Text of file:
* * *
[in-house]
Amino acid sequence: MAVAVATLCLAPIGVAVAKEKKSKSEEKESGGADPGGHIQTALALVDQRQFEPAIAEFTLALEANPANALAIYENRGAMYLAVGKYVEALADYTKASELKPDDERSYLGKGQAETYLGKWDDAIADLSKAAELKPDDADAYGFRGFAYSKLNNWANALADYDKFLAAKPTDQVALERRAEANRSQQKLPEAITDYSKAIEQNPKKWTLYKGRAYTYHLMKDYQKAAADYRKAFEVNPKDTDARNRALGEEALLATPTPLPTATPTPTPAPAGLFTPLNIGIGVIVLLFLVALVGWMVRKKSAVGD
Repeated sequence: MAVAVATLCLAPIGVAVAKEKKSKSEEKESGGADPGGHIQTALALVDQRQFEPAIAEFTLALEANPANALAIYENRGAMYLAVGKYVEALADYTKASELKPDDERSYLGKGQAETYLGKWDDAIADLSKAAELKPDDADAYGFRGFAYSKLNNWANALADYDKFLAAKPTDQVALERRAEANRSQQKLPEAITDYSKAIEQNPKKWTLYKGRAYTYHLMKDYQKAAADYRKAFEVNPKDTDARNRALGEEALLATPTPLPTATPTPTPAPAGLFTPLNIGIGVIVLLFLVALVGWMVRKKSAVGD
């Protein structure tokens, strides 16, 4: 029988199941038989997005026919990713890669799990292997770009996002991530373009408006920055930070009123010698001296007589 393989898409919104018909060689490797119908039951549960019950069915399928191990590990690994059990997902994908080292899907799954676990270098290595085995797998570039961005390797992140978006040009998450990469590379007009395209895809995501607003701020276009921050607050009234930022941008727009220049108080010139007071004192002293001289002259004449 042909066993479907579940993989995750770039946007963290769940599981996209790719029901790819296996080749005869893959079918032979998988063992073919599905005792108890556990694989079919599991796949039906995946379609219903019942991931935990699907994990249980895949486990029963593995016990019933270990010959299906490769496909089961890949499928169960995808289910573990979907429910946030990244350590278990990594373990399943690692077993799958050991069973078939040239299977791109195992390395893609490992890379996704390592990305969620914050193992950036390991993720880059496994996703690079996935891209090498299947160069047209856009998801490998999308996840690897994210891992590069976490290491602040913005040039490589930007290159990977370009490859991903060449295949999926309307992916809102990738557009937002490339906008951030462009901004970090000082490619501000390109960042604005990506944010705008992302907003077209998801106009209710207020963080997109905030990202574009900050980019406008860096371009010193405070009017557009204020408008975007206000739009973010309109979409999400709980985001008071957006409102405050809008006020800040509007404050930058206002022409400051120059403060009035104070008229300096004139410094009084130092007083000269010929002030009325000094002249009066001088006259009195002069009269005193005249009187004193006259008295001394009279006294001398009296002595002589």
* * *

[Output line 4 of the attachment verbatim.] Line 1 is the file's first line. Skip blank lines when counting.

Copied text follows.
């Protein structure tokens, strides 16, 4: 029988199941038989997005026919990713890669799990292997770009996002991530373009408006920055930070009123010698001296007589 393989898409919104018909060689490797119908039951549960019950069915399928191990590990690994059990997902994908080292899907799954676990270098290595085995797998570039961005390797992140978006040009998450990469590379007009395209895809995501607003701020276009921050607050009234930022941008727009220049108080010139007071004192002293001289002259004449 042909066993479907579940993989995750770039946007963290769940599981996209790719029901790819296996080749005869893959079918032979998988063992073919599905005792108890556990694989079919599991796949039906995946379609219903019942991931935990699907994990249980895949486990029963593995016990019933270990010959299906490769496909089961890949499928169960995808289910573990979907429910946030990244350590278990990594373990399943690692077993799958050991069973078939040239299977791109195992390395893609490992890379996704390592990305969620914050193992950036390991993720880059496994996703690079996935891209090498299947160069047209856009998801490998999308996840690897994210891992590069976490290491602040913005040039490589930007290159990977370009490859991903060449295949999926309307992916809102990738557009937002490339906008951030462009901004970090000082490619501000390109960042604005990506944010705008992302907003077209998801106009209710207020963080997109905030990202574009900050980019406008860096371009010193405070009017557009204020408008975007206000739009973010309109979409999400709980985001008071957006409102405050809008006020800040509007404050930058206002022409400051120059403060009035104070008229300096004139410094009084130092007083000269010929002030009325000094002249009066001088006259009195002069009269005193005249009187004193006259008295001394009279006294001398009296002595002589």